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Reading Mail

This is the fourth part in the series on Reading Mail in the Terminal.

For displaying email (neo)mutt uses the built-in pager (unless you configure an external pager through the pager setting) which is actually quite good, because it allows you to quickly access the attachments directly, or on the spot reply to the email.

There is a status line for the pager which can be reconfigured to display only the relevant information, like the sender, subject, and number of attachments. I’ll demonstrate two variants: one with and one without the use of nerd fonts:

# ~/.config/neomutt/neomuttrc

# sender, subject, right align, number of attachments, if any
set pager_format = " %n - %s %> %?X?@ %X?& "
# and again, this time with nerd fonts
set pager_format = "  %n  %s %> %?X?  %X ?"
neomutt showing a spam email with a modified pager_format using nerd fonts.

The status bar on top with nerdfont icons. This is also already using some colouring for the content.

It’s probably time to address the elephant in the room: yes, I’m not using the normal colour scheme, but solarized light. Setting that up in the console is easy enough, but where do the colors for the attachment information and the header come from?

Painting the Mail Red

(neo)mutt can be assigned colours to various parts of the UI by means of the color directive:

# ~/.config/neomutt/neomuttrc

color message     color0   color15
color hdrdefault  color14  color7
color signature   color0   color15
color attachment  color2   color15

Colours are set by object, foreground, background. In this example an attachment will have the foreground colour 2 (green) and background colour 15 (white). Only the header uses the darker variant of white (color 7).

But this is not where it stops. You can use regular expressions to colour parts of messages differently. For example you could highlight URLs and email addresses 1:

# ~/.config/neomutt/neomuttrc

color body   color4  color15  "<?(http|ftp)s?://[^ \n\t\r\)]+>?"
color body   color4  color15  "<?[a-zA-Z+\-_0-9\.]+@[a-zA-Z0-9_\.\-]+\.[a-zA-Z0-9]+>?"

Furthermore you can decide to give certain headers a different colour, again using regular expressions:

# ~/.config/neomutt/neomuttrc

color header  color0  color7  "^(Subject:)"
color header  color0  color7  "^(From:)"

And of course you can apply that newly found power for colouring everywhere else in (neo)mutt, too: in the index, in the attachments, etc.

Handling HTML Email

The pager only knows how to display plain text emails. Unfortunately, thanks to bad decisions on the end of software developers, many people send HTML-only emails. To still be able to read these more or less conveniently, I convert them to markdown.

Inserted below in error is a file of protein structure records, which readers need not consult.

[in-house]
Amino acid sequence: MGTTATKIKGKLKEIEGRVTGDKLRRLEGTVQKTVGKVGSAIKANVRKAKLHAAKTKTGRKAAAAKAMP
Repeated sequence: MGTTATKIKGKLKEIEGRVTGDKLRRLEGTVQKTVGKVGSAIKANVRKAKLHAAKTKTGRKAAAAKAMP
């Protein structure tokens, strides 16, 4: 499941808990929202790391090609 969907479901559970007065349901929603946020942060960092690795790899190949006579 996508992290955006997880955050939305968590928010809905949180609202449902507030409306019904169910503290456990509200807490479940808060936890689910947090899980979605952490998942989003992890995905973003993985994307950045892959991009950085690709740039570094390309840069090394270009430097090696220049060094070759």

In order to tell (neo)mutt how to convert HTML emails to markdown, you have to set up a so-called mailcap file. In this file you tell (neo)mutt how to open certain file types:

# ~/.config/neomutt/mailcap

text/html; ~/bin/; copiousoutput;
text/plain; cat; copiousoutput;

copiousoutput tells (neo)mutt to copy the output of that program directly into the pager.

And here is the python script (that‘s really just a wrapper around html2text):

#!/usr/bin/env python3
# ~/bin/

import sys
import html2text

raw =
parser = html2text.HTML2Text()
parser.unicode_snob = True
parser.re_unescape = True
parser.skip_internal_links = True
parser.protect_links = True
parser.re_space = True
parser.use_automatic_links = False
parser.inline_links = False

html = None
for encoding  in ['utf_8', 'iso8859_15', 'utf16', 'cp1252', 'cp858', 'utf_32']:
        html = str(raw, encoding)
    except Exception as exc:

if html is None:
    print('Failed to decode binary blob: could not find any sane encoding')

Together with some reflowing options to make it easier to read emails with too long lines, it results in these configuration options:

# ~/.config/neomutt/neomuttrc

set pager_stop   = yes
set wrap         = 85
set reflow_text  = yes
set pager_format = "  %n  %s %> %?X?  %X ?"

set mailcap_path = "~/.config/neomutt/mailcap"

auto_view text/html
alternative_order text/plain text/markdown text/enriched text/html

pager_stop is quite useful unless you like to scroll to the next email when you pass the last line of the one you are currently reading.

You still have to set auto_view to text/html if you want the script to kick into action.



The regex for email addresses is not working great yet, but as things go, it’s good enough for now.

Tagged as mail, neomutt